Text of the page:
[edit] Role in the history of the detective story

Auguste Dupin in "The Purloined Letter"

Although Sherlock Holmes is not the original fiction detective (he was influenced by Edgar Allan Poe's C. Auguste Dupin and Émile Gaboriau's Monsieur Lecoq), his name has become a byword for the part. His stories also include several detective story characters such as the loyal but less intelligent assistant, a role for which Dr Watson has become the archetype. The investigating detective became a popular genre with many authors such as Agatha Christie and Dorothy Sayers after the demise of Holmes, with characters such as Hercule Poirot and Lord Peter Wimsey. Forensic methods became less important than the psychology of the criminal, despite the strong growth in forensics in use by the police in the early 20th century.

[edit] An inspiration for scientists

Sherlock Holmes has occasionally been used in the scientific literature. Radford (1999)[35] speculates on his intelligence. Using Conan Doyleâs stories as data, Radford applies three different methods to estimate Sherlock Holmesâs IQ, and concludes that his intelligence was very high indeed. Snyder (2004)[36] examines Holmesâ methods in the light of the science and the criminology of the mid- to late-19th century. Kempster (2006)[37] compares neurologistsâ skills with those displayed by Holmes. Finally, Didierjean and Gobet (2008)[38] review the literature on the psychology of expertise by taking as model a fictional expert: Sherlock Holmes. They highlight aspects of Doyleâs books that are in line with what is currently known about expertise, aspects that are implausible, and aspects that suggest further research.

[edit] Legacy

[edit] Fan speculation

The fifty-six short stories and four novels written by Conan Doyle are termed the "canon" by Sherlock Holmes fans. Early scholars of the canon included Ronald Knox in Britain and Christopher Morley in New York.[citation needed]

Writers have produced many pop culture references to Sherlock Holmes, Conan Doyle, or characters from the stories in homage, to a greater or lesser degree. Such allusions can form a plot development, raise the intellectual level of the piece, or act as Easter eggs for an observant audience.[citation needed]

Some have been overt, introducing Holmes as a character in a new setting, or a more subtle allusion, such as making a logical character live in an apartment at number 221B. One well-known example of this is the character Gregory House on the show House M.D, whose name and apartment number are both references to Holmes. Often the simplest reference is to dress anybody who does some kind of detective work in a deerstalker and cape. Another rich field of pop culture references is Holmes's ancestry and descendants, but really the only limit is the writer's imagination.[citation needed]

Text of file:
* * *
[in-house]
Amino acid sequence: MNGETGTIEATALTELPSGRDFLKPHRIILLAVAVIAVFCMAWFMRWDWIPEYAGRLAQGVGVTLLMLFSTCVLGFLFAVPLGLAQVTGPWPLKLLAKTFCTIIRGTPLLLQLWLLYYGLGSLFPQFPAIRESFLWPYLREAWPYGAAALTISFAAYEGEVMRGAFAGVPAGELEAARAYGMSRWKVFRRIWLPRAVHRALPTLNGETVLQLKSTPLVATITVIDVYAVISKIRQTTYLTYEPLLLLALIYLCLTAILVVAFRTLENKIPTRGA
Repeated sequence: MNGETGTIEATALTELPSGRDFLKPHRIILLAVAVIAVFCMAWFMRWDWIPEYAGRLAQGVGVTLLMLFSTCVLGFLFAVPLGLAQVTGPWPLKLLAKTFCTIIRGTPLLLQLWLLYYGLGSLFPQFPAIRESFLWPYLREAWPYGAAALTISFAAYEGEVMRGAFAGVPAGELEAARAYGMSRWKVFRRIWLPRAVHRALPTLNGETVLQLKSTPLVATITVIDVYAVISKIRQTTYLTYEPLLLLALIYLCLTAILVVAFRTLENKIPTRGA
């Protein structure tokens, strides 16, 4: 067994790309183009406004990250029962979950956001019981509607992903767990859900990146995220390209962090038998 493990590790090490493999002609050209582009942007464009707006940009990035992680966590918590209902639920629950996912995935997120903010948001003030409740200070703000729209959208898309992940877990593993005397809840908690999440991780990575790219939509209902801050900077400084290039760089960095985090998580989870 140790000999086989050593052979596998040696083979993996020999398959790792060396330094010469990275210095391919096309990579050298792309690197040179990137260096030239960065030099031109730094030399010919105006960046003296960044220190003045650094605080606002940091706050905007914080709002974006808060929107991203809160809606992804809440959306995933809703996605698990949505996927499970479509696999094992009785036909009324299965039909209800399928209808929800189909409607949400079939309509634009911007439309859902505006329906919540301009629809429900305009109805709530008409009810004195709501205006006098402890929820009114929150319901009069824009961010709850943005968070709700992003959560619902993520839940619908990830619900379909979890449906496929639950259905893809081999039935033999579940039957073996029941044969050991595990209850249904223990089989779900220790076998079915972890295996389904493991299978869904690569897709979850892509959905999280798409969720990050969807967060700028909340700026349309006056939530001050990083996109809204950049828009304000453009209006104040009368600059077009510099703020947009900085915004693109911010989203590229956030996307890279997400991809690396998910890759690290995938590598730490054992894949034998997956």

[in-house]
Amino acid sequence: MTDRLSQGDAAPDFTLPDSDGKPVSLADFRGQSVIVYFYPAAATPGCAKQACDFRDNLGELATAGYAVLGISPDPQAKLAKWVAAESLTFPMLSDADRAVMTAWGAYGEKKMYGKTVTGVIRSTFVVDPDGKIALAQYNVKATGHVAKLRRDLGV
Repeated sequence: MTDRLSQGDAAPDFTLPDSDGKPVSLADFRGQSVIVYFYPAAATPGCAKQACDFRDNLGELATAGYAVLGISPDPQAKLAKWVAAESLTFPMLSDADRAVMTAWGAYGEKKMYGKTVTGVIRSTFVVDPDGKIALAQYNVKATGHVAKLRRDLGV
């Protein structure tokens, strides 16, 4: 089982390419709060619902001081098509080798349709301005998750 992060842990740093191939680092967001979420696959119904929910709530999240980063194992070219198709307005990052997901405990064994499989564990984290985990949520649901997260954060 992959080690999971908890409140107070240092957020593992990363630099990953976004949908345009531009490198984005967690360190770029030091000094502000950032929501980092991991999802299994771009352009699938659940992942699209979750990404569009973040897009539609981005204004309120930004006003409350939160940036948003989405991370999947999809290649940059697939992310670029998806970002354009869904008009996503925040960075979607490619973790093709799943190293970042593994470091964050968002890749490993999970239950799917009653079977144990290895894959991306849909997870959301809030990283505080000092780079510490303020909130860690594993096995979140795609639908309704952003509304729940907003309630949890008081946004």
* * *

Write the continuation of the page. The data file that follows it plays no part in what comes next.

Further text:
A third major reference is the oft-quoted but non-canonical phrase: "Elementary, my dear Watson." This phrase is never actually uttered by Holmes in any of the sixty Holmes stories written by Conan Doyle. In the stories, Holmes often remarks that his logical conclusions are "elementary", in that he considers them to be simple and obvious. He also, on occasion, refers to Dr. Watson as "my dear Watson". The two fragments, however, never appear together. One of the closest examples to this phrase appears in "The Adventure of the Crooked Man", when Holmes explains a deduction:

â "Excellent!" I cried.

"Elementary." said he.

â

The first known use of this phrase was in the 1915 novel, Psmith Journalist, by P. G. Wodehouse. It also appears at the very end of the 1929 film, The Return of Sherlock Holmes, the first Sherlock Holmes sound film. William Gillette, who played Holmes on stage and radio, had previously used the similar phrase, Oh, this is elementary, my dear fellow. The phrase might owe its household familiarity to its use in Edith Meiser's scripts for The New Adventures of Sherlock Holmes radio series, broadcast from 1939 to 1947.

Holmes, throughout the entire novel series, is never explicitly described as wearing a "deerstalker hat". Holmes dons "his ear-flapped travelling cap" in "The Adventure of Silver Blaze". Sidney Paget first drew Holmes wearing the deerstalker cap and Inverness cape in "The Boscombe Valley Mystery" and subsequently in several other stories.[citation needed]

[edit] The Great Hiatus

Holmes and Moriarty fighting over the Reichenbach Falls, by Sidney Paget.

Holmes aficionados refer to the period from 1891 to 1894âthe time between Holmes's disappearance and presumed death in "The Adventure of the Final Problem" and his reappearance in "The Adventure of the Empty House"âas "the Great Hiatus."[39] It is notable, though, that one later story ("The Adventure of Wisteria Lodge") is described as taking place in 1892.